Fritz-Haber-Institut / Theory |
|Catalytic oxidation at surfaces: insight from first-principles statistical mechanics|
|Date of Publication (YYYY-MM-DD):||2008-01-24|
|Title of Journal:||Journal of Physics: Condensed Matter|
|Journal Abbrev.:||J. Phys.: Condens. Matter|
|Issue / Number:||6|
|Abstract / Description:||Accomplishing a first-principles modeling of heterogeneous catalysis that allows for a quantitative description of the catalytic activity over a wide range of relevant environmental conditions (e.g. elevated temperatures and ambient pressures) poses an enormous challenge. Detailed insight into the elementary processes taking place on a microscopic level can nowadays often be obtained by employing ab initio electronic structure theory calculations. The statistical interplay between these processes, however, which is decisive for the functionality of a material only evolves in the mesoscopic to macroscopic regime.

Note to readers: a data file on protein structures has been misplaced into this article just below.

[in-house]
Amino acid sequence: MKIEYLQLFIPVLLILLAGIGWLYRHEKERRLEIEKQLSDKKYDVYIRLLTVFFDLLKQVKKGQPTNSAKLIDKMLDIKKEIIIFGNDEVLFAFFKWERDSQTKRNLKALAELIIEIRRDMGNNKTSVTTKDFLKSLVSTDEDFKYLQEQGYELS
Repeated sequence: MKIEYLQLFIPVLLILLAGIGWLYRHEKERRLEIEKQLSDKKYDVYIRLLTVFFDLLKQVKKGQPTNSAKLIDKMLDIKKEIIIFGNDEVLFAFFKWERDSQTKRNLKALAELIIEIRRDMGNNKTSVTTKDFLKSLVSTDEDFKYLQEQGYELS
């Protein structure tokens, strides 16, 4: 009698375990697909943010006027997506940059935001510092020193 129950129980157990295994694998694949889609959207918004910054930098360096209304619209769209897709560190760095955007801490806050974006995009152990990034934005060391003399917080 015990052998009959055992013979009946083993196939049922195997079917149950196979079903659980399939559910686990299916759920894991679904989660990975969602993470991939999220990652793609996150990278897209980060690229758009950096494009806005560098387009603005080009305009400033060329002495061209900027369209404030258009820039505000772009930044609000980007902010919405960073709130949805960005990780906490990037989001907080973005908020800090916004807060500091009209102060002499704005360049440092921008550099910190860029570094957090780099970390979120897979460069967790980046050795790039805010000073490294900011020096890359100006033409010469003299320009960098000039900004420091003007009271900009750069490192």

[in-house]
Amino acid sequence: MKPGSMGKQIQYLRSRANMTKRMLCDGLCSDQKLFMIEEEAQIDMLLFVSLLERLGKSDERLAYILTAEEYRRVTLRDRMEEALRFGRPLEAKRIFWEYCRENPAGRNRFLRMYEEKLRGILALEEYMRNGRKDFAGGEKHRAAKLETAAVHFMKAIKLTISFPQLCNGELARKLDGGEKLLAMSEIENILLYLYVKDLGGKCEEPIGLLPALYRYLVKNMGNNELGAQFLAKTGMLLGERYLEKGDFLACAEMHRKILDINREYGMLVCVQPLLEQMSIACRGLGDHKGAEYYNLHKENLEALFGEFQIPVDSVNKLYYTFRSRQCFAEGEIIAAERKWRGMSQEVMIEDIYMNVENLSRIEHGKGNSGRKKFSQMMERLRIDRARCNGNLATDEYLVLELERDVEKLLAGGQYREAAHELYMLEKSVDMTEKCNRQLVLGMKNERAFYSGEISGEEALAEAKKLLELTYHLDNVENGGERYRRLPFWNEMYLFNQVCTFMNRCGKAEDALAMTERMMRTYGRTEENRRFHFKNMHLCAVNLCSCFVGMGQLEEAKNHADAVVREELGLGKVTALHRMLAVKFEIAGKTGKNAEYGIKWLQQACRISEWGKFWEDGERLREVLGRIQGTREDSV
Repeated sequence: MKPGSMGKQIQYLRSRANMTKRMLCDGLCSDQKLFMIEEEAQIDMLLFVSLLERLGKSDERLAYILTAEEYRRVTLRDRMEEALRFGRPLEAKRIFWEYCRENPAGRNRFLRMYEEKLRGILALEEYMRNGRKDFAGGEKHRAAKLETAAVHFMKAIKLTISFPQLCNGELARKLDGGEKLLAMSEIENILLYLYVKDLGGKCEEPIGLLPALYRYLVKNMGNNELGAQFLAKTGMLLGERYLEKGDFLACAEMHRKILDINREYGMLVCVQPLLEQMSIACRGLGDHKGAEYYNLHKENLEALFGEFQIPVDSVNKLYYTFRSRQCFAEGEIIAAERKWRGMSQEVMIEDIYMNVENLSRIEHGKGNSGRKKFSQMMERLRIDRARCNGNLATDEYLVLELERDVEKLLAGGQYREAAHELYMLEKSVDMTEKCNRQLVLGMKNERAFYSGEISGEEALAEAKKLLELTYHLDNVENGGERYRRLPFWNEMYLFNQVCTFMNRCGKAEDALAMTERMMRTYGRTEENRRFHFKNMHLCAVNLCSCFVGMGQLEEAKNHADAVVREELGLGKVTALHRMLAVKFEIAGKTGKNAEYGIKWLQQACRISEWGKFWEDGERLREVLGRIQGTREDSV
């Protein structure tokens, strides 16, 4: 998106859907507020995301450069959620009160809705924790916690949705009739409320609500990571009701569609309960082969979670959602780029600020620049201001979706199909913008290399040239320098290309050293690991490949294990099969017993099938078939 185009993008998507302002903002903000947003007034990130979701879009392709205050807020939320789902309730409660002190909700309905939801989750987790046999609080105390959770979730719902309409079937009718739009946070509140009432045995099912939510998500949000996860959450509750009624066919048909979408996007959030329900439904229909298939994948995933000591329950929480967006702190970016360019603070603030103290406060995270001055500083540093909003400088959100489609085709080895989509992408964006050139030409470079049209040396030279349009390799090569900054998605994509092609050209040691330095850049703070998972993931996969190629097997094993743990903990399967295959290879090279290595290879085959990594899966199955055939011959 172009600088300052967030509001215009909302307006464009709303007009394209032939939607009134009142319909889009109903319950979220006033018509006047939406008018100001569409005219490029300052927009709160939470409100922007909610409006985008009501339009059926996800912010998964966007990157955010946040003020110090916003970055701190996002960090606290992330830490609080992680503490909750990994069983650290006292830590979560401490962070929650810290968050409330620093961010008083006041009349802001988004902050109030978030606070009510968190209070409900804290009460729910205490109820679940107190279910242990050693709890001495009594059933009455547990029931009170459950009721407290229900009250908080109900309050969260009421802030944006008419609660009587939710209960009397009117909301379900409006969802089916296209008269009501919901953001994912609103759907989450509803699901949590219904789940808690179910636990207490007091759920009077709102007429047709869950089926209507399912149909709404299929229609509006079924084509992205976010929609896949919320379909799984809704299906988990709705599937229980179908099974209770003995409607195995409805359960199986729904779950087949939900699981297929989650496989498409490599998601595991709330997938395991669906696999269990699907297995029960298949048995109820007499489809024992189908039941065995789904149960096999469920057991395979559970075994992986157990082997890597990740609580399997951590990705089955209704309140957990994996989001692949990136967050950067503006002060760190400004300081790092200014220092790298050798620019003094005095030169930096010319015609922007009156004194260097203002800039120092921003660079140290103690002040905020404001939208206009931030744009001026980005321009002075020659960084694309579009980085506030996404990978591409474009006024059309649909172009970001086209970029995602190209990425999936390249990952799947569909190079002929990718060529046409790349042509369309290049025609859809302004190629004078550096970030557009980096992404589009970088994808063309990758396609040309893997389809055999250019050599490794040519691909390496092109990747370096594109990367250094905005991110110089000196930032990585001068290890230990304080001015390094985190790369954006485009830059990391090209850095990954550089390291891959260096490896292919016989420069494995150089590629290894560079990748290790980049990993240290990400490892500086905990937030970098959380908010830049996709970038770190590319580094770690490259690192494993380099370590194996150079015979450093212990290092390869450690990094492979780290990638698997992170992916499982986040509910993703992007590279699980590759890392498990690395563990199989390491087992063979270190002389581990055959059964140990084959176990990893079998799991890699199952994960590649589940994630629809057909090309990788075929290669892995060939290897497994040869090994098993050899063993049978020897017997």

Here we apply a multiscale modeling approach to achieve a predictive modeling of macroscopic material properties on the basis of a microscopic understanding. Within this approach we use density-functional theory to accurately describe the elementary processes in the microscopic regime and we then combine these results with concepts from thermodynamics and statistical mechanics to obtain an appropriate linking to the mesoscopic and macroscopic regimes.
Employing this approach to the field of heterogeneous catalysis we investigate CO oxidation over the Pd(100) surface as an example, particularly focusing on the relevance of the surrounding gas phase as well as the reaction kinetics on the structure and composition of the
|External Publication Status:||published|
|Communicated by:||Matthias Scheffler|
URL:http://www.iop.org/EJ/abstract/0953-8984/20/6/0642... [only subscriber]